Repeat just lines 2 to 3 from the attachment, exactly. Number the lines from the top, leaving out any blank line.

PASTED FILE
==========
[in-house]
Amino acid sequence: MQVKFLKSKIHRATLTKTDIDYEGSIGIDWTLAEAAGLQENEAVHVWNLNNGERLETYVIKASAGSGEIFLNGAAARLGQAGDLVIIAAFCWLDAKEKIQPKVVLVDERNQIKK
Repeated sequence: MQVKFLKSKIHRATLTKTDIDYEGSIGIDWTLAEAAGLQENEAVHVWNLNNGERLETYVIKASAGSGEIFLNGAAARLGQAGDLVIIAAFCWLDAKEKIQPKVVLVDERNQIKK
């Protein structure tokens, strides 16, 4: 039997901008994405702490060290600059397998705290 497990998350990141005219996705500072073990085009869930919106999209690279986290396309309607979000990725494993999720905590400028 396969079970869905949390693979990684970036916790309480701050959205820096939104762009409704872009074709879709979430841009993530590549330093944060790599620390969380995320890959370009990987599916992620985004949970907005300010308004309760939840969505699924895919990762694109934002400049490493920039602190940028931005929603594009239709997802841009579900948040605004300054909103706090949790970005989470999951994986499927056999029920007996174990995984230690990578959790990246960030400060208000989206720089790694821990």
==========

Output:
Amino acid sequence: MQVKFLKSKIHRATLTKTDIDYEGSIGIDWTLAEAAGLQENEAVHVWNLNNGERLETYVIKASAGSGEIFLNGAAARLGQAGDLVIIAAFCWLDAKEKIQPKVVLVDERNQIKK
Repeated sequence: MQVKFLKSKIHRATLTKTDIDYEGSIGIDWTLAEAAGLQENEAVHVWNLNNGERLETYVIKASAGSGEIFLNGAAARLGQAGDLVIIAAFCWLDAKEKIQPKVVLVDERNQIKK